New Unicode Working Group: Message Formatting via Unicode unicode at
Tue Jan 14 07:38:39 CST 2020

The reply from Mr Verdy has indeed been helpful, as indeed has also been 
an offlist private reply from someone who has, thus far, not been a 
participant in this thread.

Mr Verdy wrote:

> You seem to have never seen how translation packages work and are used 
> in common projects (not just CLDR, but you could find them as well in 
> Wikimedia projects, or translation packages for lot of open source 
> packages).
What seems to be the case to Mr Verdy is in fact the actual situation.

I do not satisfy the second of the two conditions of the invitation to 
join the working group. I am, in fact, retired and I have never worked 
in the i18n/l10n industry. Also, from the explanations it is not as 
close to my research interests as I had thought, and indeed hoped. I 
just do what I can on my research project from time to time using a home 
computer, a personal webspace hosted by an internet service provider, 
some budget software, mainly High-Logic FontCreator, and Serif PagePlus 
desktop publishing package, together with the software bundled with 
Windows 10. Older people are often advised to try to keep the mind 
active, so my research activity at least does that. If the research 
itself has benefits more generally in making progress in the application 
of information technology then that is an additional benefit.

One thing that of which you might like to take account and specifically 
"build-out" in computer formatting is a tendency that can occur in some 
computer systems software and also in everyday transactions also before 
computers became widespread, namely of not allowing a person to be 
recorded or listed with more that two initials before his or her 
surname, to the extent that some people even have a practice of not 
using more than two initials even when the document, such as a letter, 
or a form, before them specifically uses three or more initials. Common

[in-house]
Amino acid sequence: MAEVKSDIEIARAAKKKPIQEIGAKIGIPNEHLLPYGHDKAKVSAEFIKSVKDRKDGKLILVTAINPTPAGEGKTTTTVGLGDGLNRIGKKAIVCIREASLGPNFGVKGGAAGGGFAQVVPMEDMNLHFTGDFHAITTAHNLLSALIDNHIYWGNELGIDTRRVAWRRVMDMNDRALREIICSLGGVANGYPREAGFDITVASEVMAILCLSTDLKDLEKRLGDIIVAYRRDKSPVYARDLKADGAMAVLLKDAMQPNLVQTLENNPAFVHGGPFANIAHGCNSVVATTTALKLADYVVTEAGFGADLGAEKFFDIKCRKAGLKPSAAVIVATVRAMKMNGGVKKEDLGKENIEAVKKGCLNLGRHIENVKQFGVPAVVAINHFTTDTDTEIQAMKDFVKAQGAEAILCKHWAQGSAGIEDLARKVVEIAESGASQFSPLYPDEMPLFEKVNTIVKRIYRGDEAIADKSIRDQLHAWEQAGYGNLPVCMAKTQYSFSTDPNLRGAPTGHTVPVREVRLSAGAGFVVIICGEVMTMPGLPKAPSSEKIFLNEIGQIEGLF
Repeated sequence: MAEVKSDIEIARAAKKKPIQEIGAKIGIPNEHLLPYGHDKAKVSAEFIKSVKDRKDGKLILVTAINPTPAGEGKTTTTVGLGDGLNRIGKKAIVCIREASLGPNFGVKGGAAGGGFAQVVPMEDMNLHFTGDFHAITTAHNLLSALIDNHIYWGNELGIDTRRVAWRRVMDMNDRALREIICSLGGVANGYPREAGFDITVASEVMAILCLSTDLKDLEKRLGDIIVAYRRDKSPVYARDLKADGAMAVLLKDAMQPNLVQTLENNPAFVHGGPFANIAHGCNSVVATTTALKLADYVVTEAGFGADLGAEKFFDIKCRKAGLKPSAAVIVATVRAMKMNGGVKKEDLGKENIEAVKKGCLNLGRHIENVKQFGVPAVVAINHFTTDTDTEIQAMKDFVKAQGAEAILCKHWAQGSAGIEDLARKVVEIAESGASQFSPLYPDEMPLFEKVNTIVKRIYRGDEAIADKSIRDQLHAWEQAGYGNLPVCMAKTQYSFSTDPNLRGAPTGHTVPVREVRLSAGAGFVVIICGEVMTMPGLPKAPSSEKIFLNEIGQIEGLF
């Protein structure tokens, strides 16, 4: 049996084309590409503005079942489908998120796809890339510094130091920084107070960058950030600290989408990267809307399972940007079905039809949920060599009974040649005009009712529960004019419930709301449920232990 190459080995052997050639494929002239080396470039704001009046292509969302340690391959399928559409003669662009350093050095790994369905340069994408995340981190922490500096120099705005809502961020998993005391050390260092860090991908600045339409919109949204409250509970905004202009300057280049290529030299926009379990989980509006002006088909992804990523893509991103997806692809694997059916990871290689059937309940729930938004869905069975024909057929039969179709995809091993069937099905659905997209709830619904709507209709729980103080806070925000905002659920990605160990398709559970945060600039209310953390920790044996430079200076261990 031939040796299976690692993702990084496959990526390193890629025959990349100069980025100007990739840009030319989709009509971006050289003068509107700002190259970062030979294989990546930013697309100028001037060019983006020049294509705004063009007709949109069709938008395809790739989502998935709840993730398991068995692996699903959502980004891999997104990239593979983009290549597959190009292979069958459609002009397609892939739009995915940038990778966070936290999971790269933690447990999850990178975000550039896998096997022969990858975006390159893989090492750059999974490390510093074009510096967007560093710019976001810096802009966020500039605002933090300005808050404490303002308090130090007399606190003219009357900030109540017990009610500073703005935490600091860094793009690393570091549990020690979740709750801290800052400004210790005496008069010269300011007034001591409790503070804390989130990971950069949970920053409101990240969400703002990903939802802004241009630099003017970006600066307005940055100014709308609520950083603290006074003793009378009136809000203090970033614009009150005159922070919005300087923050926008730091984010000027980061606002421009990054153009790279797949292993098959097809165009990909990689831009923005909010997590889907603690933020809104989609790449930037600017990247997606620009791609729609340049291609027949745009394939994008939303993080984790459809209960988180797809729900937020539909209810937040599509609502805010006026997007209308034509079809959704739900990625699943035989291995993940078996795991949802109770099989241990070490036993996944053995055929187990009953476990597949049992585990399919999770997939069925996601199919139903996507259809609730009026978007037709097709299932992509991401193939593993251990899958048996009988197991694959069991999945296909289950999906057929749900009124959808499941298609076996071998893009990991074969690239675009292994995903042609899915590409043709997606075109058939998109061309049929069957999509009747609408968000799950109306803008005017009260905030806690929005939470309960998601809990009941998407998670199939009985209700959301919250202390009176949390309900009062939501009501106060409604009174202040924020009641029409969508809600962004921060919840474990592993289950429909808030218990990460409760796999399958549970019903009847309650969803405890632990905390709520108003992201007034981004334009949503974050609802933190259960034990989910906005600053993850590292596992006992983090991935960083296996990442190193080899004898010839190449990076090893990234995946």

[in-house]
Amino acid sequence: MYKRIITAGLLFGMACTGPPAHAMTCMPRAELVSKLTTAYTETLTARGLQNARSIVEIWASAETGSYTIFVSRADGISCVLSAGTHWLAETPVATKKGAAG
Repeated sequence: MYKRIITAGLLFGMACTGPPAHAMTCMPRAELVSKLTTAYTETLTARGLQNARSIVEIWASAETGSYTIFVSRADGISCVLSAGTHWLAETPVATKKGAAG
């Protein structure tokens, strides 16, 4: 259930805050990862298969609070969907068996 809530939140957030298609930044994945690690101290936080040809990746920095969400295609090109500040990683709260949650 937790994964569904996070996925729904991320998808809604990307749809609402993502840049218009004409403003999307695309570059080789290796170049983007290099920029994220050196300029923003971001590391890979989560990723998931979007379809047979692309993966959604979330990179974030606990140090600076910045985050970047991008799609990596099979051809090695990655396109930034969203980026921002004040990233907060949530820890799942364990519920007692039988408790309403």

explanations are that "It's for the computer" and "Two initials is 
enough to identify someone" and "Someone could have many names". Yet the 
second is not true and the first is only because somewhere along the 
line someone has decided that that is how it to be done: the third is 
true, but the fact that that is the person's name on his or her birth 
certificate is the legal fact of the matter and so needs to be properly 
accommodated in systems recording names. Also, the United Kingdom and 
United States format of a given name, one or more additional given 
names, then a surname is not suitable for some other cultures. I 
remember some registration forms for college courses that would ask for 
surname and forenames, with a panel for each, together with a printed 
note on every such form "If your name cannot be expressed in that 
format, please write your whole name in the box labelled 'surname'".

However, with localization there are other issues. I seem to remember 
somewhere that people whose name is correctly expressed in a script 
other than Latin script often have a transliterated "Romanized form" of 
their name as well for use on travel documents. So will your format 
system include provision for this please, such as by allowing both to be 
linked together in a document please?

Another feature is that I have known people from various countries who 
have, in everyday use, chosen to be known in everyday workplace 
situations by an English first name rather than their official given 
name, while using their original surname, perhaps transliterated. So it 
would be good if the name format accounts for that too please, in a 
manner that does not give the possible impression of that use being for 
some questionable purpose. Maybe a new term such as ChosenSocialName 
could be used for that please.

An interesting facet of transliteration is that the name of a famous 
mathematician whose name was properly written using Cyrillic characters, 
was transliterated into English as Chebyshev, whereas the set of 
polynomials named after him are each designated by including the letter 
T. The transliteration of the name of the mathematician into German 
starts with a T rather than the C used in English. There was a short 
thread that explored within it this topic in this mailing list around 
the year 2000, not necessarily in the year 2000 itself, but I have not 
been able to locate it.

William Overington

Tuesday 14 January 2020

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